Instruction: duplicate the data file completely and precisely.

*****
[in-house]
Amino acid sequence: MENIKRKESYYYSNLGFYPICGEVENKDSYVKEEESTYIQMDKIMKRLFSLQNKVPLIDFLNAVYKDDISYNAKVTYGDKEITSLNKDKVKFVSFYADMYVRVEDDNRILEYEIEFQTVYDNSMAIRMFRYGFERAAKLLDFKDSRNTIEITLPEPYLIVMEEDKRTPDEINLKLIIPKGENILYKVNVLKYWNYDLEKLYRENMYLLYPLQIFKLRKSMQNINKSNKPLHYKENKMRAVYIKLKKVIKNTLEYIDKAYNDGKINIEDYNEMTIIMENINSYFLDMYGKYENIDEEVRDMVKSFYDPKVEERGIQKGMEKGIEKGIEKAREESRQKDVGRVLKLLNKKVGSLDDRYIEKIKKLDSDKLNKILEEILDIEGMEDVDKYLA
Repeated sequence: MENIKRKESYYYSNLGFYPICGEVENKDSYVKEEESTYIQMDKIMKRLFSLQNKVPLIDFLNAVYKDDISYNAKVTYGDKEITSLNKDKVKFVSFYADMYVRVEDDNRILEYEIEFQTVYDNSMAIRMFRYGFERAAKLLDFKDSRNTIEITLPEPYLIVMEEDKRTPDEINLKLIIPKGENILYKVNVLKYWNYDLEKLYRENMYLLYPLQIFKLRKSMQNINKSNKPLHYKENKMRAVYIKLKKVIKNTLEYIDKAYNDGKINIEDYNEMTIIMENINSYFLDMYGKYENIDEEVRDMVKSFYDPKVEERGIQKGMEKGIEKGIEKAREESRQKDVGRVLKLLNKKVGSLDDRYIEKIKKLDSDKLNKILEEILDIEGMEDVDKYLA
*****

[in-house]
Amino acid sequence: MENIKRKESYYYSNLGFYPICGEVENKDSYVKEEESTYIQMDKIMKRLFSLQNKVPLIDFLNAVYKDDISYNAKVTYGDKEITSLNKDKVKFVSFYADMYVRVEDDNRILEYEIEFQTVYDNSMAIRMFRYGFERAAKLLDFKDSRNTIEITLPEPYLIVMEEDKRTPDEINLKLIIPKGENILYKVNVLKYWNYDLEKLYRENMYLLYPLQIFKLRKSMQNINKSNKPLHYKENKMRAVYIKLKKVIKNTLEYIDKAYNDGKINIEDYNEMTIIMENINSYFLDMYGKYENIDEEVRDMVKSFYDPKVEERGIQKGMEKGIEKGIEKAREESRQKDVGRVLKLLNKKVGSLDDRYIEKIKKLDSDKLNKILEEILDIEGMEDVDKYLA
Repeated sequence: MENIKRKESYYYSNLGFYPICGEVENKDSYVKEEESTYIQMDKIMKRLFSLQNKVPLIDFLNAVYKDDISYNAKVTYGDKEITSLNKDKVKFVSFYADMYVRVEDDNRILEYEIEFQTVYDNSMAIRMFRYGFERAAKLLDFKDSRNTIEITLPEPYLIVMEEDKRTPDEINLKLIIPKGENILYKVNVLKYWNYDLEKLYRENMYLLYPLQIFKLRKSMQNINKSNKPLHYKENKMRAVYIKLKKVIKNTLEYIDKAYNDGKINIEDYNEMTIIMENINSYFLDMYGKYENIDEEVRDMVKSFYDPKVEERGIQKGMEKGIEKGIEKAREESRQKDVGRVLKLLNKKVGSLDDRYIEKIKKLDSDKLNKILEEILDIEGMEDVDKYLA